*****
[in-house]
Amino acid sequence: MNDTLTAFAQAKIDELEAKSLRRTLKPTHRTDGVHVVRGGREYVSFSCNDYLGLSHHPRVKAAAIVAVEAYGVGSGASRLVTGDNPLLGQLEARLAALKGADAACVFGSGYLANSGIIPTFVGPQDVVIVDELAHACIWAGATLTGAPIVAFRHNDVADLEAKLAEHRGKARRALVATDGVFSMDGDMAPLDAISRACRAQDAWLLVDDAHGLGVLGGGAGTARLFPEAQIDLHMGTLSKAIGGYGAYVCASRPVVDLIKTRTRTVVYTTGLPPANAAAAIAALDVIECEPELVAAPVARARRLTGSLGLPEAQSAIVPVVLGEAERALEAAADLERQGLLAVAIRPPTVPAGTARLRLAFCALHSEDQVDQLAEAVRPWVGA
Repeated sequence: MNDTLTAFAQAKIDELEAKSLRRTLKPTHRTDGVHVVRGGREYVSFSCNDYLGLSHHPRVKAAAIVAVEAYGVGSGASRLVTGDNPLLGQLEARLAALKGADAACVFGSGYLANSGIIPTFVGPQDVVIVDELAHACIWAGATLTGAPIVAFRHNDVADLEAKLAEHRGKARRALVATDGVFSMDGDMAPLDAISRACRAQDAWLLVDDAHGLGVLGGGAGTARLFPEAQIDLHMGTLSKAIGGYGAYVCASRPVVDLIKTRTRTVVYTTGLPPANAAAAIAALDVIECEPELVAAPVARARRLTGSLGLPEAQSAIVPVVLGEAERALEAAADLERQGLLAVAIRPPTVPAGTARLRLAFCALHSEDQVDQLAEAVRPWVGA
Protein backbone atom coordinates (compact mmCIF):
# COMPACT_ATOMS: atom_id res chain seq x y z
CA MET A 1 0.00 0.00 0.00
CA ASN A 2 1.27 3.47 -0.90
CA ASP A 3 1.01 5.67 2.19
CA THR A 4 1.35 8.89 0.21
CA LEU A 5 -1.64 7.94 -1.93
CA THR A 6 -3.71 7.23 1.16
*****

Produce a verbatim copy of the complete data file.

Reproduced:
[in-house]
Amino acid sequence: MNDTLTAFAQAKIDELEAKSLRRTLKPTHRTDGVHVVRGGREYVSFSCNDYLGLSHHPRVKAAAIVAVEAYGVGSGASRLVTGDNPLLGQLEARLAALKGADAACVFGSGYLANSGIIPTFVGPQDVVIVDELAHACIWAGATLTGAPIVAFRHNDVADLEAKLAEHRGKARRALVATDGVFSMDGDMAPLDAISRACRAQDAWLLVDDAHGLGVLGGGAGTARLFPEAQIDLHMGTLSKAIGGYGAYVCASRPVVDLIKTRTRTVVYTTGLPPANAAAAIAALDVIECEPELVAAPVARARRLTGSLGLPEAQSAIVPVVLGEAERALEAAADLERQGLLAVAIRPPTVPAGTARLRLAFCALHSEDQVDQLAEAVRPWVGA
Repeated sequence: MNDTLTAFAQAKIDELEAKSLRRTLKPTHRTDGVHVVRGGREYVSFSCNDYLGLSHHPRVKAAAIVAVEAYGVGSGASRLVTGDNPLLGQLEARLAALKGADAACVFGSGYLANSGIIPTFVGPQDVVIVDELAHACIWAGATLTGAPIVAFRHNDVADLEAKLAEHRGKARRALVATDGVFSMDGDMAPLDAISRACRAQDAWLLVDDAHGLGVLGGGAGTARLFPEAQIDLHMGTLSKAIGGYGAYVCASRPVVDLIKTRTRTVVYTTGLPPANAAAAIAALDVIECEPELVAAPVARARRLTGSLGLPEAQSAIVPVVLGEAERALEAAADLERQGLLAVAIRPPTVPAGTARLRLAFCALHSEDQVDQLAEAVRPWVGA
Protein backbone atom coordinates (compact mmCIF):
# COMPACT_ATOMS: atom_id res chain seq x y z
CA MET A 1 0.00 0.00 0.00
CA ASN A 2 1.27 3.47 -0.90
CA ASP A 3 1.01 5.67 2.19
CA THR A 4 1.35 8.89 0.21
CA LEU A 5 -1.64 7.94 -1.93
CA THR A 6 -3.71 7.23 1.16